Current knowledge and beliefs of Kansas physicians regarding domestic minor sex trafficking
Ashley Reinhard, Ina Whitacre. (2012). Current Knowledge and Beliefs of Kansas Physicians Regarding Domestic Minor Sex Trafficking. -- In Proceedings: 8th Annual Symposium: Graduate Research and Scholarly Projects. Wichita, KS: Wichita State University, p.119-120
Domestic minor sex trafficking (DMST) is increasingly in the news. It is instrumental that healthcare providers are educated about the topic and feel confident in their ability to identify and report a victim. The purpose of this study is to describe Kansas physicians' awareness of DMST. A 20-question survey was e-mailed to 1,668 physicians registered with the Kansas Board of Healing Arts in the specialties family medicine, pediatrics, obstetrics/gynecology, and emergency medicine. Of those e-mailed, 69 physicians responded to the survey, giving a response rate of 4%. Only 12% of respondents were confident in identifying a victim and only 11% screen patients for DMST. Up to 48% admitted to not knowing answers to knowledge questions.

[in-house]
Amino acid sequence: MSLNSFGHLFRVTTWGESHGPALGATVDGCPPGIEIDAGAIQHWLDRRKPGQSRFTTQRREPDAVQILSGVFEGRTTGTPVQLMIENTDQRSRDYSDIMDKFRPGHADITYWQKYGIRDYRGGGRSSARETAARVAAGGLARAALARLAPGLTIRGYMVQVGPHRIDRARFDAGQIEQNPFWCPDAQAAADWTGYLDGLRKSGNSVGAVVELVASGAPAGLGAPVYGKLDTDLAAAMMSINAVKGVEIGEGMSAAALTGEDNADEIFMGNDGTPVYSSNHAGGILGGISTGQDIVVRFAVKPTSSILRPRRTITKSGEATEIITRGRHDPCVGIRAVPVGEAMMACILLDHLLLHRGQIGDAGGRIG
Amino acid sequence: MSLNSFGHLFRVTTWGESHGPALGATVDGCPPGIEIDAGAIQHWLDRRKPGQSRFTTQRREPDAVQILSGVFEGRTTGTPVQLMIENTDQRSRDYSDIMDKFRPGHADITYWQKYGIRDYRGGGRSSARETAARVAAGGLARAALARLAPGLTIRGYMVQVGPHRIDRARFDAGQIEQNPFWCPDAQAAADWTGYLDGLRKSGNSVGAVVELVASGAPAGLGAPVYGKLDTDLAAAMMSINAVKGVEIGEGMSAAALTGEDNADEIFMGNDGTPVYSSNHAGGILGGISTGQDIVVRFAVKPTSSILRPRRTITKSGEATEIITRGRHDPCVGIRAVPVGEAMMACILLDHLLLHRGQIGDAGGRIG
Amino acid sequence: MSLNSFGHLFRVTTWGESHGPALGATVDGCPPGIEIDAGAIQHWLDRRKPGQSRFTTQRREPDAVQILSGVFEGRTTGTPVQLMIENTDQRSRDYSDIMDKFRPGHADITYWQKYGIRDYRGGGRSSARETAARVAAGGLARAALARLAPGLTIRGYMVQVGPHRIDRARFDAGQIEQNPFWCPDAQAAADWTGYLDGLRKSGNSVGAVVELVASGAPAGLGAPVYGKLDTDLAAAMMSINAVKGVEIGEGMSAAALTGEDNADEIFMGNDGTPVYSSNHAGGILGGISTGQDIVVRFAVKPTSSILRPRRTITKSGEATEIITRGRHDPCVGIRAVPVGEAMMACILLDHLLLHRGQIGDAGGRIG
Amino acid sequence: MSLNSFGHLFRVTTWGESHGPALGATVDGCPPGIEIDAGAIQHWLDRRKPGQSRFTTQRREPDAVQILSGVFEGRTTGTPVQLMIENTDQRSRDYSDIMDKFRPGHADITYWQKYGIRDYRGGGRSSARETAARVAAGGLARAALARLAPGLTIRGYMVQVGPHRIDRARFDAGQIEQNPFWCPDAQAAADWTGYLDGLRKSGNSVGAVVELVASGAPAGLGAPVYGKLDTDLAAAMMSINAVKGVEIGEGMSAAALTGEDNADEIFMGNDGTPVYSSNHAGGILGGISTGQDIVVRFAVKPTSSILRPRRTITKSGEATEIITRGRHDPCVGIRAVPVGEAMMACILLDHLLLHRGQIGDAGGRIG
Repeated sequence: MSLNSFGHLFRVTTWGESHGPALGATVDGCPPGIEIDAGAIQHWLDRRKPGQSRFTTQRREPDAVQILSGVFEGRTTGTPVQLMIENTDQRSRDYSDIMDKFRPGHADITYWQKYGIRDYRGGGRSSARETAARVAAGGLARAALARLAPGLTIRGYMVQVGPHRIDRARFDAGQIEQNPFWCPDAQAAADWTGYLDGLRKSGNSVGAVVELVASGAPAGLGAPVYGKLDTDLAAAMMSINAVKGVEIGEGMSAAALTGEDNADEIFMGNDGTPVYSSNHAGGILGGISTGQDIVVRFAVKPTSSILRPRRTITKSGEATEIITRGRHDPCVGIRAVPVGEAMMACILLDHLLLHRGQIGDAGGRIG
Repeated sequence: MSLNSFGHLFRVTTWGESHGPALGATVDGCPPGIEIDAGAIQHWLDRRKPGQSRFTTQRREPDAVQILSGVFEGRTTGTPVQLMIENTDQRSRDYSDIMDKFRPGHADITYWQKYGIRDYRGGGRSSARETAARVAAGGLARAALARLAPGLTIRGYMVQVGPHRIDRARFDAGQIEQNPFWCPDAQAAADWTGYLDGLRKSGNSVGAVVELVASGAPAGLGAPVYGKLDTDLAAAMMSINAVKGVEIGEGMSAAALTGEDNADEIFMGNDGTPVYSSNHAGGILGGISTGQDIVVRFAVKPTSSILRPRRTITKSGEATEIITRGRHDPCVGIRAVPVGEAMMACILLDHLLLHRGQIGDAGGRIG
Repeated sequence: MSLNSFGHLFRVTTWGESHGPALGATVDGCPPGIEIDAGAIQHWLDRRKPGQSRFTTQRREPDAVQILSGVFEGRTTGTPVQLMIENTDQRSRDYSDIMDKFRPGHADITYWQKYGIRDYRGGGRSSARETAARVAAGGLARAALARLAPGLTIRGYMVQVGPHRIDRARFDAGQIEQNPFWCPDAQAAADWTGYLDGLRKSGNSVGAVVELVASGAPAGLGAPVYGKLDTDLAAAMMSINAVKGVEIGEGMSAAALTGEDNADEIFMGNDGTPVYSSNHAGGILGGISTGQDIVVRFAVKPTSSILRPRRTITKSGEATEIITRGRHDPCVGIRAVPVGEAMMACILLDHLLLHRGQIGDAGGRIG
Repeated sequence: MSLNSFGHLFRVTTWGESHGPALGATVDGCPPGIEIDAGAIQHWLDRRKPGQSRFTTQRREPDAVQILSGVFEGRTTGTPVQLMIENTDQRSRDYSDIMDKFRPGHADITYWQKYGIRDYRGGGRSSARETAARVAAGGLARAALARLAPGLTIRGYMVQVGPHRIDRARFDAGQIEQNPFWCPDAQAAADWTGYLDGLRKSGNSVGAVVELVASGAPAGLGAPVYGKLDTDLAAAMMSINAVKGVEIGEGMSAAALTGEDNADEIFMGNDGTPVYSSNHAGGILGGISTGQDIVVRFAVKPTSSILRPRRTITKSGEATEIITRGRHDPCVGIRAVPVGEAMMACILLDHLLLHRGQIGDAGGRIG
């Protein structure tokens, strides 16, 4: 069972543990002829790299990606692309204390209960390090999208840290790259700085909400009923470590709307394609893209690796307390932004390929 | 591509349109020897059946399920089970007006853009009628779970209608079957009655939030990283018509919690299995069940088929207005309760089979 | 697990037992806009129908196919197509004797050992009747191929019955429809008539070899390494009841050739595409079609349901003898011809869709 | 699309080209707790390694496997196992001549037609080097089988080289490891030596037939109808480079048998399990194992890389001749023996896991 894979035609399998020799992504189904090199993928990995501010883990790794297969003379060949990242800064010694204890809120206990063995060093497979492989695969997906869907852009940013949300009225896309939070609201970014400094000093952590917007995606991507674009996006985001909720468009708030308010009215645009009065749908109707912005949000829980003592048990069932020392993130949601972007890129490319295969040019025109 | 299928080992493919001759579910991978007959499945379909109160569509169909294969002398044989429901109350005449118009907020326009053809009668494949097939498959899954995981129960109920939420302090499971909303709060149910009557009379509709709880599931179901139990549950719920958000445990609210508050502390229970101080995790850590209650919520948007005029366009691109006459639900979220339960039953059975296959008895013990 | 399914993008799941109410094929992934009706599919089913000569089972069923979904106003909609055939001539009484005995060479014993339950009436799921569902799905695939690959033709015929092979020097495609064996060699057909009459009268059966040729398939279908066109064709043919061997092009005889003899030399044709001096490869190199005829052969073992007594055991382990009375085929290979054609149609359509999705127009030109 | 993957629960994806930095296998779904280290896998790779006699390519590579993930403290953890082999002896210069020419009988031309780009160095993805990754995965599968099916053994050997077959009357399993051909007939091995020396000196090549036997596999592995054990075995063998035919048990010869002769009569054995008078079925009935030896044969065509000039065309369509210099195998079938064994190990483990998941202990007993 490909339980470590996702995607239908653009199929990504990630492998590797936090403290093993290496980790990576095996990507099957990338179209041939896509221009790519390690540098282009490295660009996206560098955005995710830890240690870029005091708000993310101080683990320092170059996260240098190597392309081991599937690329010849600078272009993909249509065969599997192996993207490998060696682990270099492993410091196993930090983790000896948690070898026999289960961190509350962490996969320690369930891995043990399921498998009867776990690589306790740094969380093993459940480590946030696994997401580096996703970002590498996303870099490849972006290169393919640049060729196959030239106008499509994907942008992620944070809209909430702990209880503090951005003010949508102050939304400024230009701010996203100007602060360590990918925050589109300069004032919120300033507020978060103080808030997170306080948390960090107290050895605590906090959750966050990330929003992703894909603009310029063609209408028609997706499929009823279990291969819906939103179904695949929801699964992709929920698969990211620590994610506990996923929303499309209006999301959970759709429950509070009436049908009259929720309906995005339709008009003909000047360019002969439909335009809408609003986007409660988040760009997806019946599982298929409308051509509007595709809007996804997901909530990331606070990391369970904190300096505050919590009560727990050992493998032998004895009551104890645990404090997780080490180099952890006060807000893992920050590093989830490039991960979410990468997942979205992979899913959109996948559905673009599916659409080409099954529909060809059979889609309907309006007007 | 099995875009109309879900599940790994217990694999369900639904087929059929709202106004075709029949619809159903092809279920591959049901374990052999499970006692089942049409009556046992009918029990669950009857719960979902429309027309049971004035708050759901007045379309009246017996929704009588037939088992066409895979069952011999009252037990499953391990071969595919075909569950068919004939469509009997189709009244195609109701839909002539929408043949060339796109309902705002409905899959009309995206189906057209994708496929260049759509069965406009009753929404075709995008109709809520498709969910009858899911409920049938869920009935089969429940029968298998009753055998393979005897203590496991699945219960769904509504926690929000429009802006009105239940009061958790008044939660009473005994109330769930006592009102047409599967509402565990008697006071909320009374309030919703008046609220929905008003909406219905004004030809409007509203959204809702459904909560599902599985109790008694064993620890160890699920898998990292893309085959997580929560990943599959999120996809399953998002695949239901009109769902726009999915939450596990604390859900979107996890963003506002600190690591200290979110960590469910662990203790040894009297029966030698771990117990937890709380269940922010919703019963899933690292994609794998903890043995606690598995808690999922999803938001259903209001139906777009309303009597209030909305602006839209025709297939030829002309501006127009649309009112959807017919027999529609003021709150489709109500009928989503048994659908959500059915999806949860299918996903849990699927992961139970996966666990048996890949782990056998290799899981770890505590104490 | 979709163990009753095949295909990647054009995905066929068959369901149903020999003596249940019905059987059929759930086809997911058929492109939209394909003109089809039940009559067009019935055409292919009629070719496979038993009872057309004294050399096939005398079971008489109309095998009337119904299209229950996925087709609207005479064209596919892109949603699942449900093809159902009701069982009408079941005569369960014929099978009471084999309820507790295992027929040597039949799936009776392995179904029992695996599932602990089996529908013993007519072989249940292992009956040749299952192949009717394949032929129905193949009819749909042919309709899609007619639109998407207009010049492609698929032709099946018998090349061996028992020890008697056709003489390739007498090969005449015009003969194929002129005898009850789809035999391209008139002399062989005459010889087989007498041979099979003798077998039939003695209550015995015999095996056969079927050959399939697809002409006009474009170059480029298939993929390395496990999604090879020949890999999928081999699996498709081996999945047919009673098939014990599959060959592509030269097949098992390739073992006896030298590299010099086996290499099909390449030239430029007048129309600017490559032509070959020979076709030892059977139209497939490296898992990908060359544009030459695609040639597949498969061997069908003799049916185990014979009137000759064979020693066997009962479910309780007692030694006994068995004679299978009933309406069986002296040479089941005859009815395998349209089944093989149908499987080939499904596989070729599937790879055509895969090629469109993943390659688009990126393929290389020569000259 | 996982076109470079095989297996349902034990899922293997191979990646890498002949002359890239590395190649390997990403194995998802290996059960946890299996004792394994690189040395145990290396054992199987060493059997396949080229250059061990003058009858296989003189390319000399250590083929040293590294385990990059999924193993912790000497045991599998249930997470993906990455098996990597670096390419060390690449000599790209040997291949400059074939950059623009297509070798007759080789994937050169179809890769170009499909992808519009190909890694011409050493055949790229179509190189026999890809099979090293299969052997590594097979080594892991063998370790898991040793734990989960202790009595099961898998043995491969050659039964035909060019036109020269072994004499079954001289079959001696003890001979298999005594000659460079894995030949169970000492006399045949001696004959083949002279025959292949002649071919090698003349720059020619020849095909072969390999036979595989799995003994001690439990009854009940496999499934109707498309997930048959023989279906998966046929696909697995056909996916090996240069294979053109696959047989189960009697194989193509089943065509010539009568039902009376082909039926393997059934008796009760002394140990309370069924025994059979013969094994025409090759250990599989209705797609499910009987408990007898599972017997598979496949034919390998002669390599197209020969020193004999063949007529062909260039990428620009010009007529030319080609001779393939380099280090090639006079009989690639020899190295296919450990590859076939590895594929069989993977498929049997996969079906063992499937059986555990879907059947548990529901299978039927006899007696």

Paper presented to the 8th Annual Symposium on Graduate Research and Scholarly Projects (GRASP) held at the Marcus Welcome Center, Wichita State University, April 18, 2012.
Research completed at the Department of Physician Assistant, College of Health Professions